Vitamins and Minerals
Found Inside Yams and Sweet Potatoes
Yams and sweet potatoes are not the
same. Although sweet potatoes are often
called yams in North America, botanically the two are
Where sweet potatoes are loaded with nutrients our
bodies seek, yams have far less nutrients (and are not grown in
Canada or the United States).
Here are a few of the questions we attempt to answer
about Yams and about sweet
- What vitamins in sweet potatoes and yams
make them so good for us?
- What is the best method for juicing sweet potatoes
- What are some great buying tips for sweet potatoes
Plus, we'll do our best to provide some general information
about sweet potatoes and about yams that you
might not find so easily elsewhere on the Internet.
Let's learn more about sweet potatoes and
Vitamins and Minerals
in Sweet Potatoes and Yams
Sweet potatoes are probably best known for being loaded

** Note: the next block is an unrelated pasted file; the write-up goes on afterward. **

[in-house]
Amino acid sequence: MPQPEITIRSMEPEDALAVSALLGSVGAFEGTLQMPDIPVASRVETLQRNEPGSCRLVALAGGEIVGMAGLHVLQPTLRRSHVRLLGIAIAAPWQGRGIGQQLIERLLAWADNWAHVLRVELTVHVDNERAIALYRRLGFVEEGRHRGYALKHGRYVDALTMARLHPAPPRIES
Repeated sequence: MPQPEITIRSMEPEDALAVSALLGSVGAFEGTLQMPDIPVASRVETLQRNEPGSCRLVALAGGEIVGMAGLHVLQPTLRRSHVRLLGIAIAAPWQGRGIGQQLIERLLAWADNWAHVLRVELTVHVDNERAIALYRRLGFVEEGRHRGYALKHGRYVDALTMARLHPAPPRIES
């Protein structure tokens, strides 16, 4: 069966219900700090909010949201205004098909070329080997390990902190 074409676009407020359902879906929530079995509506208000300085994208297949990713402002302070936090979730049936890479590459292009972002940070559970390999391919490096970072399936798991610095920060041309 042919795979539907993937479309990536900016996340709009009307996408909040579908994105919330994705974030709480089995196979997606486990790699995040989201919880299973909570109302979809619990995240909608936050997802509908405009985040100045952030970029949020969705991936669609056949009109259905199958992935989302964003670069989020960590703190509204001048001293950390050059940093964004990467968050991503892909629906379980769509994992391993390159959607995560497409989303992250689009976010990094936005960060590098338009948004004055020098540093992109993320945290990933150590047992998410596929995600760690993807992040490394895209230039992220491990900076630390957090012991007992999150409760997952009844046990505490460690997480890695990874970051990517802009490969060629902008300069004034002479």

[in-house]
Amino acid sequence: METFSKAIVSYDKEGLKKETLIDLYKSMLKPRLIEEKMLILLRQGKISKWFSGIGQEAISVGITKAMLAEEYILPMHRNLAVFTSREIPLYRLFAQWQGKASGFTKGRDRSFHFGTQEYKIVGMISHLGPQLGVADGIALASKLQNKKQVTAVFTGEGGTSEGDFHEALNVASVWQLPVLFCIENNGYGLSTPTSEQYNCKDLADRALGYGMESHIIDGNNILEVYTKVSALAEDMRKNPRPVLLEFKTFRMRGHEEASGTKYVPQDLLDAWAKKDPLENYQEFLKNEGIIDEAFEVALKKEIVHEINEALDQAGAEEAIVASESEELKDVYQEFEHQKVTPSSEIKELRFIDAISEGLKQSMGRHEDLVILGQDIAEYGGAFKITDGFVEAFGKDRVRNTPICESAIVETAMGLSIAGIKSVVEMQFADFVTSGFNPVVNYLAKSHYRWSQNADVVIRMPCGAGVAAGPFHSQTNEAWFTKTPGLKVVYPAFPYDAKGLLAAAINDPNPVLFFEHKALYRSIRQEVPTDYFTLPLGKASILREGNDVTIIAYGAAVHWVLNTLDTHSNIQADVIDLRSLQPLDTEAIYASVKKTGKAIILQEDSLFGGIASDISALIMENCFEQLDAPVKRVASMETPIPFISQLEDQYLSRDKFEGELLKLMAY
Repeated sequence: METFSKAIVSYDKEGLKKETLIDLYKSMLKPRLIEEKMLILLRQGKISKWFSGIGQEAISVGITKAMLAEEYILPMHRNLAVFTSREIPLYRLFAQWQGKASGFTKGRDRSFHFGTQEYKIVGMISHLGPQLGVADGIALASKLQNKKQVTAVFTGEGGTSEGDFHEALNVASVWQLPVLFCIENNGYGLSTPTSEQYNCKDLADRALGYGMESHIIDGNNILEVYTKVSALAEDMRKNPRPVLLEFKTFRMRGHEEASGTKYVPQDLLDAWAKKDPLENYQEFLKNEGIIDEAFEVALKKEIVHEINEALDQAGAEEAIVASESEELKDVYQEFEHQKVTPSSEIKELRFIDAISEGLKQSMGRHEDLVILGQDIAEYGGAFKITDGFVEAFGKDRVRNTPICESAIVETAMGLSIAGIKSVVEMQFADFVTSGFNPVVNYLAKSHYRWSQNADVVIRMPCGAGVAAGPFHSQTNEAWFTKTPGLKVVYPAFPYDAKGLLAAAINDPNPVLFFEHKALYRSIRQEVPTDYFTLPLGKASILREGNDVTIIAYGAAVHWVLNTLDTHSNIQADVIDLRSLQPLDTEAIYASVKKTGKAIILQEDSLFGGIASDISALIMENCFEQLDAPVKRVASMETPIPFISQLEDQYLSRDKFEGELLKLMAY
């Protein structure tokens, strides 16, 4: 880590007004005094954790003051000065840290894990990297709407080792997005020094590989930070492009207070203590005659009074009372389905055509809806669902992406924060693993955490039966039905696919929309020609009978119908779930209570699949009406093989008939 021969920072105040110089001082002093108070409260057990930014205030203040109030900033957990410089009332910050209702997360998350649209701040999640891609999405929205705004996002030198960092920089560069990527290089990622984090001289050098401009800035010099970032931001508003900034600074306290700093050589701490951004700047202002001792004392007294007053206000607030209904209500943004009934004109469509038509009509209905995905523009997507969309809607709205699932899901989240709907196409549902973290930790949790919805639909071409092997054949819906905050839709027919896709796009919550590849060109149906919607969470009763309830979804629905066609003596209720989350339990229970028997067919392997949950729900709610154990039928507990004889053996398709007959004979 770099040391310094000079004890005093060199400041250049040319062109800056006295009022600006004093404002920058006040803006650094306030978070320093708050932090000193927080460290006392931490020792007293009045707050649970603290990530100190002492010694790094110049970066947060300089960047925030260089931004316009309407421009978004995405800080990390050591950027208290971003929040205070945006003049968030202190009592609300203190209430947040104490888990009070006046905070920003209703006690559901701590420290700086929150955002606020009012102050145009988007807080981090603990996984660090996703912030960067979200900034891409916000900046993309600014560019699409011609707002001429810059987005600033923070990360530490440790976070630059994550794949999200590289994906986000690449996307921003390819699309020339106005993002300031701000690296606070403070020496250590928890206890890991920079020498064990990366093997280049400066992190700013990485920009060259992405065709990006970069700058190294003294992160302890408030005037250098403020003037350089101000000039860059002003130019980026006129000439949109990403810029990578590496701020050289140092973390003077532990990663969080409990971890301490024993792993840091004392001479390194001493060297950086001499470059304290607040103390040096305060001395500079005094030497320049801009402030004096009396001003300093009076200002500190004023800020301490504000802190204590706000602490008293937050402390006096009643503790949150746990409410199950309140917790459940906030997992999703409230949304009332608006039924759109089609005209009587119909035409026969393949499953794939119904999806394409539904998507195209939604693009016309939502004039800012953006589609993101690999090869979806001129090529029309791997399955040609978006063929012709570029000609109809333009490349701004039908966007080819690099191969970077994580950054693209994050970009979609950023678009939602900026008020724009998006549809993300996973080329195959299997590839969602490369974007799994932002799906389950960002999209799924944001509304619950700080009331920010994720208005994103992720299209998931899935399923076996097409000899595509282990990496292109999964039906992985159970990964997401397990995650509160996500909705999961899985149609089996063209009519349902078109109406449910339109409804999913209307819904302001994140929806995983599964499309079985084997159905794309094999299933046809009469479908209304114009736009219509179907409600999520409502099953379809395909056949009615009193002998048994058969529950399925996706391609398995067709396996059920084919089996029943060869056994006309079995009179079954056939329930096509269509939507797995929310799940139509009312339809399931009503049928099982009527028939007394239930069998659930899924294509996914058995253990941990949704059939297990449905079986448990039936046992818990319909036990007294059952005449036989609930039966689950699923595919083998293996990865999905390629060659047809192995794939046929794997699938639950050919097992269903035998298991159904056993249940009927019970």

with beta carotene as they are among the best sources of the
nutrient in the vegetable world, but they also can be a great
source of many other nutrients, unlike the yam which
contains little to no beta carotene or Vitamin A.
In fact, some call the sweet potato as close to
perfect as a single food can be. Some people have been
known to subsist on them alone with little or no known vitamin
or mineral deprivation.
Interestingly enough, the sweet potato is not related to the
common white potato either. In their own right, however, sweet
potatoes are highly nutritious, and their rich, sweet flavor
belies their humble origins as a New World plant that was
introduced to Europeans by Columbus and other explorers.
The sweet potato is very low in saturated fat and
cholesterol. It is also a good source of dietary fiber, Vitamin
B6, potassium and manganese, and a very good source of Vitamin
A. As sweet potatoes are far more nutrient dense than yams, I'm